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Global University Alliance delivers results, one year on

17 Nov 2022

Celebrating the first anniversary of our alliance with the universities of Melbourne and Toronto that’s delivering teaching and research on some of the world’s most urgent challenges

The universities of Manchester, Melbourne and Toronto (MMT) Alliance draws on the expertise of 45,000 staff and faculty and 187,000 students across the three institutions to develop further learning and research initiatives. These include ‘global classrooms’ offering students the opportunity to engage through joint classrooms with students from other universities and share their diverse global perspectives, exchange programmes, joint PhD and research programmes and trans-continental links to industry research.

While the MMT Alliance is only a year old, it can already count multiple tangible outcomes that are advancing global study and research:

  • A trilateral research fund that’s fostered additional bilateral and three-way links, bringing over 50 researchers together
  • The launch of the International Centre for Translational Digital Health
  • Creating ‘global classroom’ experiences for students including in areas such as Indigenous studies, history, and sustainability
  • In addition to the Melbourne-Manchester PhD programme, and Melbourne-Toronto programme, a joint Toronto-Manchester agreement to support joint PhD supervision will welcome its first entrants in 2023.

The Alliance’s International Centre for Translational Digital Health advances the field of digital health in Canada, the UK and Australia by developing, implementing and translating new technologies, policies and service delivery models. Initially a partnership between the universities of Toronto and Manchester, the University of Melbourne will formally become a partner of the Centre on 29 November 2022.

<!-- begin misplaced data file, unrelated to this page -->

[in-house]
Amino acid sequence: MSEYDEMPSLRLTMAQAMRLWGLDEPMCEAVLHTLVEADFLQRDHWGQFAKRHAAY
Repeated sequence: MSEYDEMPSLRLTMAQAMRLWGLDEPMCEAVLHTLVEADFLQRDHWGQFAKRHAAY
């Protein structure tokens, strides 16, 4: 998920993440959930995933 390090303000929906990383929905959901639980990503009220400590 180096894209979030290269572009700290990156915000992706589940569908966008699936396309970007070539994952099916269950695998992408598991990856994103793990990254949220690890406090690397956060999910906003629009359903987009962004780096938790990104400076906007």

Our President and Vice-Chancellor Professor Dame Nancy Rothwell said: “We are thrilled with the many successes the MMT Alliance has realised in its first year which are a sign of great things to come. The importance of international collaborations in academia are well-documented, but we’ve never been at a more critical inflexion point as the world faces now, grappling not just with recovery from a devastating pandemic but the threat of the climate crisis and unprecedented challenges to health and our social fabric.

“MMT demonstrates and will continue to demonstrate how international academic collaboration can help the world solve some of its biggest challenges. The Alliance set out to navigate the post-COVID landscape, but I think it will realise success for a great many years ahead.”

University of Toronto President Professor Meric Gertler said: “The MMT Alliance is a superb example of international collaborations. In the face of extreme global challenges, an alliance that stretches across three continents could not be more appropriate. Each partner is able to contribute unique and invaluable expertise. We are delighted by the progress the Alliance has made in a single year, deepening networks and paving the way for world-class research and education outcomes. ”

University of Melbourne Pro Vice-Chancellor for Graduate and International Research Professor Justin Zobel said: “The Alliance is already showing how the three universities can work together to achieve major outcomes. It provides our researchers with access to resources and facilities beyond that available at any one institution, and is creating new educational opportunities, particularly for PhD candidates. The MMT collaboration demonstrates that we can jointly address the severe global challenges of our time.”